A U.S. Sportswriter’s ‘Glimpse of the Future’ in Near-Normal Australia

Stefanos Tsitsipas and Alex de Minaur during ATP Cup play at Melbourne Park last week.

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For the many Australians who have spent the past year at home, surrounded by oceans and slammed-shut borders, the pandemic hasn’t exactly been a pleasant experience. But it is a world away from the crisis in the United States, where more than 3,000 people are still dying each day and life remains far from normal.

In fact, life is so close to normal here that we decided to host the Australian Open, and went to extraordinary, if contentious, lengths to do so. I was curious to know how it felt to land suddenly in this relatively safe alternate reality, and to cover a global event that might give us a small glimpse into a post-pandemic world.

So I called up Matthew Futterman, a veteran sports journalist for the Times who is visiting us from the U.S. to cover the tennis tournament, to ask him what he’s learned. (This interview was edited for length and clarity.)

Hi, Matt. Welcome to Australia. Tell me, what were your first impressions when you got here?

It’s very unnatural to go into another Western democracy and be basically locked in a room with a guard outside the door. My window opened a little bit, so I could get a crack of fresh air, and I rented an exercise bike. It was really intense. You definitely feel like you were being treated like a leper, but personally, I felt like I deserved to be treated like a leper — I was on a charter plane with a bunch of players, and there were a few cases, including one of the flight attendants. I was really anxious the first week that I was going to test positive.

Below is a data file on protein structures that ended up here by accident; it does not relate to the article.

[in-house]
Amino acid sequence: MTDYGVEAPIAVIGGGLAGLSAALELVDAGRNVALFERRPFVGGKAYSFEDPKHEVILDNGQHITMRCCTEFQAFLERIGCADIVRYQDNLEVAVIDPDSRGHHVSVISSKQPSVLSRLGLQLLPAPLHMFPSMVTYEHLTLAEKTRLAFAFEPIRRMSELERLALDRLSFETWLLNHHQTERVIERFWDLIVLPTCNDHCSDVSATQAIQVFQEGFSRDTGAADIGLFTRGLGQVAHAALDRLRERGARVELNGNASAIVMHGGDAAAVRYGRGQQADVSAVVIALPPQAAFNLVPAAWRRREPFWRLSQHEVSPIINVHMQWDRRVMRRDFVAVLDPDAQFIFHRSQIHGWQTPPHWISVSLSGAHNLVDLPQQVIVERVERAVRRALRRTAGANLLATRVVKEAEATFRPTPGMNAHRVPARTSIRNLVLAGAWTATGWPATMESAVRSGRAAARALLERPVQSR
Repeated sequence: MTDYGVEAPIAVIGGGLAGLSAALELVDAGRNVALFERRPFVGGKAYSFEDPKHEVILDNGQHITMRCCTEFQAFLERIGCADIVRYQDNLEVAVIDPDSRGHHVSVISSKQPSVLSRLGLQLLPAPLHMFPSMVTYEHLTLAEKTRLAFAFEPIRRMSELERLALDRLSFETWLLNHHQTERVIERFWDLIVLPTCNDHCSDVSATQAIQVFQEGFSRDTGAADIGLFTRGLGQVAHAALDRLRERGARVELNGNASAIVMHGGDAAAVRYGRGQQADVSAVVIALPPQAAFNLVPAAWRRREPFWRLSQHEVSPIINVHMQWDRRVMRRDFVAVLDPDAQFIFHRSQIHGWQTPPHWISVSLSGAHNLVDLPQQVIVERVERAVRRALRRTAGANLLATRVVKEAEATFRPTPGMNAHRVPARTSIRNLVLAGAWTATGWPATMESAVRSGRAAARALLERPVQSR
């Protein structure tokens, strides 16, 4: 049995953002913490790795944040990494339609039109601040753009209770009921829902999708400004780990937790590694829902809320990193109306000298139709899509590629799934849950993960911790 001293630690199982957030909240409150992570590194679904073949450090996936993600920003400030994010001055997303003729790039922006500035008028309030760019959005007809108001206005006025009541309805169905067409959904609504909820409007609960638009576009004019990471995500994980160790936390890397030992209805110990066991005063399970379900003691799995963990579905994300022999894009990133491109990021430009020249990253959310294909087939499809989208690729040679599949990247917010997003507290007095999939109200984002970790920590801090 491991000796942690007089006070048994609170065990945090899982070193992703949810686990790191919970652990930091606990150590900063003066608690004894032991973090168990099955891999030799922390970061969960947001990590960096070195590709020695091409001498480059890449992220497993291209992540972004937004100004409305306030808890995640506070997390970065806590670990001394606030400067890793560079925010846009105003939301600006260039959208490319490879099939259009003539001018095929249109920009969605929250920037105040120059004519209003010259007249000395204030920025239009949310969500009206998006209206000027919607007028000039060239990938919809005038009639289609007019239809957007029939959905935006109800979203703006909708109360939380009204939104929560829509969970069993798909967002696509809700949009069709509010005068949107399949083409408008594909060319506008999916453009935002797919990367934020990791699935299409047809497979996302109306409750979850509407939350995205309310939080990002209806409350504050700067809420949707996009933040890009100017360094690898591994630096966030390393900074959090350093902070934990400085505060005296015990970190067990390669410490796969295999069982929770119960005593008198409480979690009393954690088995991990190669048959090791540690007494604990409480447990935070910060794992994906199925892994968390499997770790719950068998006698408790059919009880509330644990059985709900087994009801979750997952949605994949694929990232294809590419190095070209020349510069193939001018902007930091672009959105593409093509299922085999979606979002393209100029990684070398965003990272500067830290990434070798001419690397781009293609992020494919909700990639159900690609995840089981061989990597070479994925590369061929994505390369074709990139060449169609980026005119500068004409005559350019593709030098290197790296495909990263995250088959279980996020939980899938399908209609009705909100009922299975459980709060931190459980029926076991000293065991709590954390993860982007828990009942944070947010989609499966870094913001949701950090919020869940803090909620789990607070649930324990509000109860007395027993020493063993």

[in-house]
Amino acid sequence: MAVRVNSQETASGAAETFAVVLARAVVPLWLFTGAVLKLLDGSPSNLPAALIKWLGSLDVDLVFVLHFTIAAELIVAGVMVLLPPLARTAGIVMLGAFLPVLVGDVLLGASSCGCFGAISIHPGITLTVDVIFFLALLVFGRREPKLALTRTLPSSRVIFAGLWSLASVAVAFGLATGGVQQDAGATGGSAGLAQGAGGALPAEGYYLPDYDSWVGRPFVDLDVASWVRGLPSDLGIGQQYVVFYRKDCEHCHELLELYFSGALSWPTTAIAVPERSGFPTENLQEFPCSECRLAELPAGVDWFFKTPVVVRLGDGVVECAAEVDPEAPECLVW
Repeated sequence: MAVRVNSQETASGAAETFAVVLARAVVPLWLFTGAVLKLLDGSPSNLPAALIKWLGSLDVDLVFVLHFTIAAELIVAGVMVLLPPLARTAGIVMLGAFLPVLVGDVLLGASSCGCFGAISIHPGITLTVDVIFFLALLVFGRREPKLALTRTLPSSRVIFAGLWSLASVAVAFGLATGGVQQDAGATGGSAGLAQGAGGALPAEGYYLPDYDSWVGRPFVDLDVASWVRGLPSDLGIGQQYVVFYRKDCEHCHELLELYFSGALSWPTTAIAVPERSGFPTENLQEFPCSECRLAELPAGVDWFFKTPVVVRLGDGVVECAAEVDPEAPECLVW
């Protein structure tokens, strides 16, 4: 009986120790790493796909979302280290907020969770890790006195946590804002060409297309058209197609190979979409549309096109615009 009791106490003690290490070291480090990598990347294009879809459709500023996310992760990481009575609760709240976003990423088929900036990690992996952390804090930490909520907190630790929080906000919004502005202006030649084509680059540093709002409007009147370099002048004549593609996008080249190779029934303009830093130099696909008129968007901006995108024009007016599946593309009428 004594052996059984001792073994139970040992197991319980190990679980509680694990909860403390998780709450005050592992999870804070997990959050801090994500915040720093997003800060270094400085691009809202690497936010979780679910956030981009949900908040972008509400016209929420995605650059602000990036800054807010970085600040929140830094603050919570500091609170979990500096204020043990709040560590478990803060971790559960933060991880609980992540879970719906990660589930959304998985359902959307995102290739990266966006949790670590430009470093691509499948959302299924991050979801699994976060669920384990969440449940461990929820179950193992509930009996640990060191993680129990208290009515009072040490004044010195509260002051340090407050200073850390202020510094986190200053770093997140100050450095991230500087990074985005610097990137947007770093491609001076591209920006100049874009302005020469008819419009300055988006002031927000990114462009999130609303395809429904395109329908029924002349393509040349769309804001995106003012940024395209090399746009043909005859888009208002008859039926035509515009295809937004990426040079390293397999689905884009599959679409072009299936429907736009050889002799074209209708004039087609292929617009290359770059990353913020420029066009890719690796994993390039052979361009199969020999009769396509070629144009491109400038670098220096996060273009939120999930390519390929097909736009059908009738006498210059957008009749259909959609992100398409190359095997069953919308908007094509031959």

I also had this immediate sense of the path not taken in the U.S. and what a missed opportunity that was. When you experience it, you really come to understand what the meaning of quarantines are and why they work. That was the overwhelming sense.

And what about when you finally stepped out onto the street on day 14?

It was Friday night, and the bars were just packed with people without masks. The next morning, I went out for my first run in two and a half weeks, and at a picnic table, someone had set up a party. A number of people hugged each other and it was startling. I haven’t seen people who don’t live under the same roof hug each other in 10 months; I haven’t hugged my mother since March.

Seeing people being able to embrace and enjoy that human contact was really touching. I notice that the most when people greet each other, and at the same time, it’s clear that people are far more careful here. It still feels like we’re all going through P.T.S.D.

You’ve been writing about this: Australia flirting with a sense of normalcy through the tennis tournament.

Yeah, the most striking thing is that this isn’t like flicking a switch and everything’s OK. There were about 19,000 people total yesterday at Melbourne Park. The grounds are fairly large and usually they get about 60,000 a day, so it feels really empty.

The players call the Australian Open the “Happy Slam” because usually, it’s a big party. A lot of European players are coming from cold places into summer, and it’s the beginning of the tennis season; everyone’s starting fresh. This year, the players are just thrilled to be able to go out for dinner. So they’re hugely relieved, but they’re also lying pretty low. It’s a little tempered.